Field Survey and Sampling

Plateau pikas disturb alpine meadows mostly in August (Wang et al., 2018), and field surveys were conducted in early August 2020. First, the active burrow entrance at each disturbed plot was estimated by the “plugging tunnels method,” in which the burrow entrances were plugged with dry hay for 3 days, and the number of plugs that were cleared by the plateau pikas to allow access to the meadow surface was recorded (Zhang et al., 2020). The average number of burrow entrances with cleared plugs in 3 days was considered as the disturbance density of plateau pikas. Second, five subplots with a W pattern were arranged in each plot. The size of the subplot was 1 × 1 m and the distance between the two subplots was approximately 8 m. The subplots in the disturbed plots were shifted slightly to avoid bare soil patches, if needed. All vascular plant species in each subplot were identified.

Estimation of Spatial Heterogeneity of Vegetation

Lindtner et al. (2020) proposed that the spatial heterogeneity of vegetation was estimated by β = γ/α-1, where β represents the spatial heterogeneity of vegetation, γ represents the plant species richness at a coarse scale, and α is the plant species richness at a fine scale. The plant species richness at fine scale was calculated by the average value of five subplots in a plot, and the plant species richness at coarse scale was calculated by the total number of plant species in all five subplots of a plot.

Statistical Analysis

All analyses were performed using R version 4.0.2 (R Core Team, 2020). A linear mixed model (LMM) with the function “lmer” from the lme4 package was used to examine the effects of the presence of plateau pikas on the spatial heterogeneity of vegetation across the three sites, in which paired design nested within each site (proceeding nested design analysis) was included as a random factor. To test the general pattern, a paired-samples t-test was used to examine the effect of the presence of plateau pikas on the spatial heterogeneity of vegetation at each site.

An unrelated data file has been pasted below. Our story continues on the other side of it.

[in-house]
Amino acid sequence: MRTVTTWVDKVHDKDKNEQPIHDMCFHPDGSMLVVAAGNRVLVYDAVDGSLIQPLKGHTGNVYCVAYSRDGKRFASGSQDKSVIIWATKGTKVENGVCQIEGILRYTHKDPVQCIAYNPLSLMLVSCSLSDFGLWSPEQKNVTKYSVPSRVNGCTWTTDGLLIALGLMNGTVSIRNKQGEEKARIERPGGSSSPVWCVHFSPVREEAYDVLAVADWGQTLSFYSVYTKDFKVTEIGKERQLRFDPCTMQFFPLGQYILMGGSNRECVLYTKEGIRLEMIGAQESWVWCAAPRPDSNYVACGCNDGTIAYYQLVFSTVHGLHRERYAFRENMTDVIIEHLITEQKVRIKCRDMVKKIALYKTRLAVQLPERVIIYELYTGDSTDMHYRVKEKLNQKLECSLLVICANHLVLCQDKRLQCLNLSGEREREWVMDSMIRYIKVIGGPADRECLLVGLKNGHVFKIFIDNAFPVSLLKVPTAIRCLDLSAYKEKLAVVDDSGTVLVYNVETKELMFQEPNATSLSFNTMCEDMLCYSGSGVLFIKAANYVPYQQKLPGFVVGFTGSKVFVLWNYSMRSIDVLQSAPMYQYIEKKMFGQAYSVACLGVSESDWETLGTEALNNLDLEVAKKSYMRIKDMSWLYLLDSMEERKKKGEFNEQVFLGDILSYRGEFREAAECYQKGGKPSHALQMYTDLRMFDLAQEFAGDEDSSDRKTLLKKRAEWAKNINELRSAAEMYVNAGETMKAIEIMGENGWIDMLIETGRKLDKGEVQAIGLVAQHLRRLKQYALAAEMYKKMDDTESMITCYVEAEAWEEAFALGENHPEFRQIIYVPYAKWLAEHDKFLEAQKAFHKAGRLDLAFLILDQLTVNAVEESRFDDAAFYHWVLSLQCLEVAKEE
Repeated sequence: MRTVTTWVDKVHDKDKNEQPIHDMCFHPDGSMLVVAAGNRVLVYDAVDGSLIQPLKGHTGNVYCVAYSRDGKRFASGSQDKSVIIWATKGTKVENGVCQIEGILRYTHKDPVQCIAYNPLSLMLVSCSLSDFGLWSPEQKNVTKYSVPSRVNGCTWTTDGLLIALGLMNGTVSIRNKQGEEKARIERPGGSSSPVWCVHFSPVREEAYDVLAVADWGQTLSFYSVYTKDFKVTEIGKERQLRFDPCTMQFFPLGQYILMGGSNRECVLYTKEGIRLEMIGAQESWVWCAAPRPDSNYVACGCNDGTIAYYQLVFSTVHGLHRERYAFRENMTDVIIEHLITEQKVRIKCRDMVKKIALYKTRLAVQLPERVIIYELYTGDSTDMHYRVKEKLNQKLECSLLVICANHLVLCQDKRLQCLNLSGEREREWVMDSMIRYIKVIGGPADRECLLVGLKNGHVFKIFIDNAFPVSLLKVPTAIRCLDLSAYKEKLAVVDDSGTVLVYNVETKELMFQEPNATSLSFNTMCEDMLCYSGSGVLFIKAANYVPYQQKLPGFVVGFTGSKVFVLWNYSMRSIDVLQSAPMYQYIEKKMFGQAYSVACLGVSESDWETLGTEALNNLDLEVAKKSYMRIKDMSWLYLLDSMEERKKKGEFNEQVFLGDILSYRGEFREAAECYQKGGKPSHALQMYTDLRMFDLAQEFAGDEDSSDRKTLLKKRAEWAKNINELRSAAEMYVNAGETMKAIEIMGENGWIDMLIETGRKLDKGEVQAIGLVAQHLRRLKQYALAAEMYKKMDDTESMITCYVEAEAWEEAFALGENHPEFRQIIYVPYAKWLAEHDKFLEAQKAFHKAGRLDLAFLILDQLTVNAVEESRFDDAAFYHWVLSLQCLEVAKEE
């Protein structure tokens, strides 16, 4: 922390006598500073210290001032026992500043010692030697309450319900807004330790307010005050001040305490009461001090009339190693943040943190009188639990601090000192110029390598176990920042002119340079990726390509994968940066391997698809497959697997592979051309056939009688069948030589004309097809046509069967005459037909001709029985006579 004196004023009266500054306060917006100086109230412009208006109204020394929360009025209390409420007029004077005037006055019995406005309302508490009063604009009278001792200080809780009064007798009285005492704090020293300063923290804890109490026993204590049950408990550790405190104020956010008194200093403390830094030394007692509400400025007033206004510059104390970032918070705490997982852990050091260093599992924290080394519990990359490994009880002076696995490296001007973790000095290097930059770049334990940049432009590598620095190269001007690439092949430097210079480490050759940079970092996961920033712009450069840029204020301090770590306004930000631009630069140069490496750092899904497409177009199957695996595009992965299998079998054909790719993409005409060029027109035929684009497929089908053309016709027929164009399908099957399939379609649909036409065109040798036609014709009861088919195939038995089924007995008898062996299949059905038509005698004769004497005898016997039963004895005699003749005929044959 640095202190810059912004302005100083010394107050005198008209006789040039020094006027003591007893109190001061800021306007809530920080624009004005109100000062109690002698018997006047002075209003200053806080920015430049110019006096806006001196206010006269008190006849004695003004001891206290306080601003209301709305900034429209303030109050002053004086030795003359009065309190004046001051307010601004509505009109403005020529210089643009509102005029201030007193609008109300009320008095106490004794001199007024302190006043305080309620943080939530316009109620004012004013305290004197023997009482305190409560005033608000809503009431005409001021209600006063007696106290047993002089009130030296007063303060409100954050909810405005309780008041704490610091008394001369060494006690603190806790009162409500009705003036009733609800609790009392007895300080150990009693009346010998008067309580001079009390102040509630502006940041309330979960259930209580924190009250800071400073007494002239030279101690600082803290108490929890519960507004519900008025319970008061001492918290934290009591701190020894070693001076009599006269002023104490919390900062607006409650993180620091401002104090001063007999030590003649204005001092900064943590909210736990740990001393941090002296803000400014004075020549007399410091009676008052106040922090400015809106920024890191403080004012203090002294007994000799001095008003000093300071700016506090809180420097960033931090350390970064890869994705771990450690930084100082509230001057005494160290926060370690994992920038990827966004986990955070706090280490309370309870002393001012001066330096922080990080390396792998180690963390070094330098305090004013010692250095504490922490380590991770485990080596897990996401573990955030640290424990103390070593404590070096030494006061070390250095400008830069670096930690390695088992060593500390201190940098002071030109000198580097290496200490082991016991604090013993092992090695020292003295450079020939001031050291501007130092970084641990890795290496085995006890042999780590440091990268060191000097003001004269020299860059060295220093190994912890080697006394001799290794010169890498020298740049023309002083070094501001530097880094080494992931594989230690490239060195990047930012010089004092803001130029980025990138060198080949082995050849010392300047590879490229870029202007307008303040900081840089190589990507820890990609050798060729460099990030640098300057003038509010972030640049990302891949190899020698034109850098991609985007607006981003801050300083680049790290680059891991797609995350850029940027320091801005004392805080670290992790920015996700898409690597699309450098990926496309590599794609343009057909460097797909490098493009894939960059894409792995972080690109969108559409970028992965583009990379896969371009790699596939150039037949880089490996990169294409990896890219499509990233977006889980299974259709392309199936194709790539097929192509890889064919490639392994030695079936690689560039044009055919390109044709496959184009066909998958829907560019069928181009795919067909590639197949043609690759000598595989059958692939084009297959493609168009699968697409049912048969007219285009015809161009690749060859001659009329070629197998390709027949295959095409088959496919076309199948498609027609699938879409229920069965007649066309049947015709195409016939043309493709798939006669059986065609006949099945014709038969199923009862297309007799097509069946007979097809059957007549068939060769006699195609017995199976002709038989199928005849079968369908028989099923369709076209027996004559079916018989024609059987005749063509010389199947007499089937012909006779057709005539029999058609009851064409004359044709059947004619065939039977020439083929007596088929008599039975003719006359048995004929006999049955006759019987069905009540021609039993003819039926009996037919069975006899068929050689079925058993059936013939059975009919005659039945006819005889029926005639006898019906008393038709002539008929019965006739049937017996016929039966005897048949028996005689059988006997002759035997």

To clarify the responses of spatial heterogeneity of vegetation to the disturbance intensity of plateau pikas, a linear model (LM) was used to construct the regression models, describing relationships of spatial heterogeneity of vegetation with disturbance intensity of plateau pikas, in which the disturbance intensity of plateau pikas was considered to be the fixed factor.

Results

Effect of the Presence of Plateau Pikas on Spatial Heterogeneity of Vegetation Resource

Accounting for an overall scale effect, the spatial heterogeneity of vegetation was higher in the presence of plateau pikas than in their absence (spatial heterogeneity of vegetation: F = 139.198, P < 0.001) (Figure 2). Accounting for individual site effects, the spatial heterogeneity of vegetation in the presence of plateau pikas was higher than that in their absence at each site, similar to the results from the three sites together. These results presented a general pattern regarding the spatial heterogeneity of vegetation in relation to the presence of plateau pikas.

FIGURE 2
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Figure 2. Spatial heterogeneity of vegetation (mean ± standard error) in the presence or absence of plateau pika when the data from three sites was analyzed together (A) and in each site (B). The statistics were based on the generalized linear mixed models (GLMMs) and the paired-samples t-test, with the paired plots nested within sites as random factors. “***” indicates significant differences at P < 0.001.

Effect of Disturbance Intensity of Plateau Pikas on Spatial Heterogeneity of Vegetation

An analysis of the data from the three sites or an individual site suggested that there was a linear increase in the spatial heterogeneity of vegetation with the increase in disturbance intensity of plateau pikas (Figure 3). This indicated that there was a general pattern of disturbance intensity of plateau pikas influencing the spatial heterogeneity of vegetation.

FIGURE 3